Preprint
Full-text available
Medium-chain triglycerides (MCT) have demonstrated a wide range of neuroprotective effects, although the mechanisms still remain poorly understood. Animal models are indispensable for such research. Metabolic effects of regular diet supplementation with fats must be considered. Male Wistar rats aged 2.5 months received (o/g) 3 g/kg/day of MCT oil, lard, or water (control) as a supplement to standard chow for 28 days. On the 17th day, the animals were tested in Y-maze. On the 28th day, blood was collected for biochemical testing (glucose, triglycerides (TG), total cholesterol (TC), HDL cholesterol). In a separate experiment, animals received 3 g/kg MCT, or lard, or water, and were then sacrificed 30 or 120 min after. Blood was collected for biochemical testing (glucose, lactate, pyruvate, acetoacetate, β-hydroxybutyrate (BHB), TC, TG, aspartate transaminase (AST), alanine transaminase (ALT)). In the Y-maze test, the MCT-fed rats demonstrated an increased frequency of spontaneous alterations compared to both the control and lard groups, indicating improved working memory. Chronic administration of neither fat affected the blood glucose, TG, TC, HDL cholesterol. Acutely, MCT supplementation elevated blood BHB, while lard did not. Lard increased blood TG, TC, and ALT, while MCT did not. Daily supplementation of standard feed with MCT led to mild intermittent ketosis and improved working memory in rats. Neither chronic nor acute MCT administration had any adverse effect on metabolic health markers. This animal model may be used to study the mechanisms of the cognitive-enhancing effects of MCT.
... The absorption of FA happens in the small intestine, mainly in the jejunum portion. Upon the enterocyte's entry, the acyl-CoA synthetase converts the absorbed FA with chain length >C10 to their coenzyme A derivatives and re-esterified them by the α-glycerolphosphate pathway to triglycerides (Bach and Babayan, 1982), and along with phospholipids, cholesterol, and apoproteins, they will be formed into chylomicrons, and very-lowdensity lipoproteins (VLDL; Bauchart, 1993). Lipoproteins (chylomicrons and VLDL) cannot be absorbed directly by intestinal cells due to their large size. ...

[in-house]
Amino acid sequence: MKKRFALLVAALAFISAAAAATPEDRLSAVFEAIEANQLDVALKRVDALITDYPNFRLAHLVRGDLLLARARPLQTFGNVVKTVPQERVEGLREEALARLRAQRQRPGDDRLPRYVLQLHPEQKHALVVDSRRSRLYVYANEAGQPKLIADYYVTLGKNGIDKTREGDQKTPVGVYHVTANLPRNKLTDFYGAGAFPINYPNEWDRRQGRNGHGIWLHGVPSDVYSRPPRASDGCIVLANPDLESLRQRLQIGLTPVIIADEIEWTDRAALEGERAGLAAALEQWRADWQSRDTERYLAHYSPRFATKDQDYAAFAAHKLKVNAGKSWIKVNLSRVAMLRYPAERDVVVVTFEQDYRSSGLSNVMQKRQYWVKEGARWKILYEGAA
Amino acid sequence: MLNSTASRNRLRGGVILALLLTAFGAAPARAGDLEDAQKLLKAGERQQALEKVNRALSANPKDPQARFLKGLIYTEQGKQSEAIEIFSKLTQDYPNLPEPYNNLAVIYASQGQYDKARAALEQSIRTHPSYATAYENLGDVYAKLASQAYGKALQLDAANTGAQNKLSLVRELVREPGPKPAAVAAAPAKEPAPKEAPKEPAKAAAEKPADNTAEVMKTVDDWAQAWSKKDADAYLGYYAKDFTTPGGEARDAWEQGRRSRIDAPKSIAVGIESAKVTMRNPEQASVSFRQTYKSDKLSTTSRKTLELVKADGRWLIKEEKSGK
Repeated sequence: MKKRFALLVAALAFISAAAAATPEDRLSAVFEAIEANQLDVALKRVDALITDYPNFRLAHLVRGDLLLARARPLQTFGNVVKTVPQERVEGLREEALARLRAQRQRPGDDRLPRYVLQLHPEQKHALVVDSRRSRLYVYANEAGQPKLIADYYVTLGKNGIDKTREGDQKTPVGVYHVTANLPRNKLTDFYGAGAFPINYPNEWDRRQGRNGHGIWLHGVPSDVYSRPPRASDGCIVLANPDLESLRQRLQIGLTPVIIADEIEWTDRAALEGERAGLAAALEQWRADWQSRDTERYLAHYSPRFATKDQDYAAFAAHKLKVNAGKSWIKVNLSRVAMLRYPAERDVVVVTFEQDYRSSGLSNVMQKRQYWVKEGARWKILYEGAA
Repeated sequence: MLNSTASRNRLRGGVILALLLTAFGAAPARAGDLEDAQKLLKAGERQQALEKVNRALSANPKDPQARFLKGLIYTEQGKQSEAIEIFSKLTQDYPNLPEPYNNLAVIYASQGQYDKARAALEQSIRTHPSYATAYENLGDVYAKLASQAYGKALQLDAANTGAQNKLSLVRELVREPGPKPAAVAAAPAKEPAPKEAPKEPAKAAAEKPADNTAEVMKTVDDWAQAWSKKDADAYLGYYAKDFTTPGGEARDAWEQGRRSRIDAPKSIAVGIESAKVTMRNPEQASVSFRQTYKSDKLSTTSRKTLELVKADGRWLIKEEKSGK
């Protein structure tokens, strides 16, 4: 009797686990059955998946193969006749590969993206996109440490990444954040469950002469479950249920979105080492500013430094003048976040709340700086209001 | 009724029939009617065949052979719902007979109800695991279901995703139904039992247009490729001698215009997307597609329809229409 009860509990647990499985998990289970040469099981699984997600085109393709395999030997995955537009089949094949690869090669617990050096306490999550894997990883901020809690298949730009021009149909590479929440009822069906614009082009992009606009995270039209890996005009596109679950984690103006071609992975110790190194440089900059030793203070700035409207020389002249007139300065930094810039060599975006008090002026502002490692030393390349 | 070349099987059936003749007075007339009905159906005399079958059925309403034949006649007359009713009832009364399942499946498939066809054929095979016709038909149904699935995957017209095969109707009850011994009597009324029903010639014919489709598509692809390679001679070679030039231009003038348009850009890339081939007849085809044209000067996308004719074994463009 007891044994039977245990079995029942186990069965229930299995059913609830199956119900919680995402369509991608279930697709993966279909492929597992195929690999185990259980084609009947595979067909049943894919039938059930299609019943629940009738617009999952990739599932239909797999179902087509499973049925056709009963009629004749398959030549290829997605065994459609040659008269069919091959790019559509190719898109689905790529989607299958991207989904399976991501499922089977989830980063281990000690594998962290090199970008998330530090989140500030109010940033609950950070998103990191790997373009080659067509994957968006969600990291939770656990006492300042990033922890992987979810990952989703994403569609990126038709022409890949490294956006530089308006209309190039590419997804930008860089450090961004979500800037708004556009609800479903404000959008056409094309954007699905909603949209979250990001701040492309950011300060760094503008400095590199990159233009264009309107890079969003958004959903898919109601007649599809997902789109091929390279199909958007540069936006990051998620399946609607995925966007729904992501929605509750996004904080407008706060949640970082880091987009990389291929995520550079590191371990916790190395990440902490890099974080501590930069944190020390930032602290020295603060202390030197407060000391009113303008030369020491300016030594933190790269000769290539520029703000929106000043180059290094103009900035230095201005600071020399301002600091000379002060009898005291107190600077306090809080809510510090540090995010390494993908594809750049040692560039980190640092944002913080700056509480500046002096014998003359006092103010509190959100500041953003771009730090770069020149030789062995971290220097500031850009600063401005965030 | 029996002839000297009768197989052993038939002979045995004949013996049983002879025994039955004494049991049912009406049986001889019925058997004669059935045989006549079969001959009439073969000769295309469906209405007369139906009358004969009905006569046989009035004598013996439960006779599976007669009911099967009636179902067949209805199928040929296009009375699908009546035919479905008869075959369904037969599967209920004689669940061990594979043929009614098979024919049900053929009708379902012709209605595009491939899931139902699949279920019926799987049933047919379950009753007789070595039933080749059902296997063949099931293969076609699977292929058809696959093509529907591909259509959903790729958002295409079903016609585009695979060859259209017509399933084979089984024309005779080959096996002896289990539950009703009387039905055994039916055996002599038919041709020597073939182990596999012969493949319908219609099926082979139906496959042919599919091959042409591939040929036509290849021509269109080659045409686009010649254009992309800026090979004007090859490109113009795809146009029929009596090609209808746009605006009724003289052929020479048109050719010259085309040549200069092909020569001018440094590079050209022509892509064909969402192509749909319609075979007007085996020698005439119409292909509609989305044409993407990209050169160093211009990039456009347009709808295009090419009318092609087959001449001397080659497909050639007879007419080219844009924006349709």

... On the other hand, the micelles' formation allows shorter chain FA = / <C10 to be absorbed into intestinal cells, with most being absorbed in the jejunum. These FA will leave the enterocyte mostly unmodified because they are not easily esterified or incorporated into lipoproteins and enter the venous portal system bound to albumin (Bach and Babayan, 1982). ...
Thesis
Full-text available
Controlling dry matter intake (DMI) is one strategy to meet the animal's requirements while reducing feed costs and increasing feed efficiency. Controlling intake through precision-feeding provides a more nutrient-dense diet, allowing an increase in energy and nutrient utilization efficiency while decreasing nutrient loss. The literature about precision feeding has provided information regarding optimal N intake and different dietary fiber proportions, but more information needs to be addressed. This is one of the first attempts to further our knowledge through the use of fat inclusion. In the present dissertation, a total of 4 in-vitro and in-vivo experiments were conducted. Simulated and applied precision feeding with different forage to concentrate (F:C) ratios and fat sources inclusion were used to determine the effect on Holstein and Jersey dairy heifer's digestibility and fermentation.
... Starting from the few available studies, we have summarized in Table 1 the possible alterations of the gut microbiota related to (i) the use of special dietary products, such as low-protein foods (LPs; Wang et al., 2019) and protein substitutes (Davila et al., 2013;Sawin et al., 2015;Lin et al., 2017;Yang and Liao, 2019), (ii) the use of specific nutrients, such as UCCS (Kishnani et al., 2014;Colonetti et al., 2019), medium chain triglycerides (MCTs; Bach and Babayan, 1982;Decuypere and Dierick, 2003;Das et al., 2010;Zentek et al., 2013), and long-chain polyunsaturated fatty acids (LC-PUFAs;Pinheiro de Oliveira et al., 2016;Pu et al., 2016;Costantini et al., 2017;Watson et al., 2018;Bassanini et al., 2019), or (iii) the exclusion/reduction of specific nutrients, as breast milk (Coppa et al., 2006;MacDonald et al., 2006;Hascoet et al., 2011;Videhult and West, 2016) and (iv) the utilization of special nutrition mode, as tube feeding (O'Keefe, 2010;Takeshita et al., 2011;Burlina et al., 2018). ...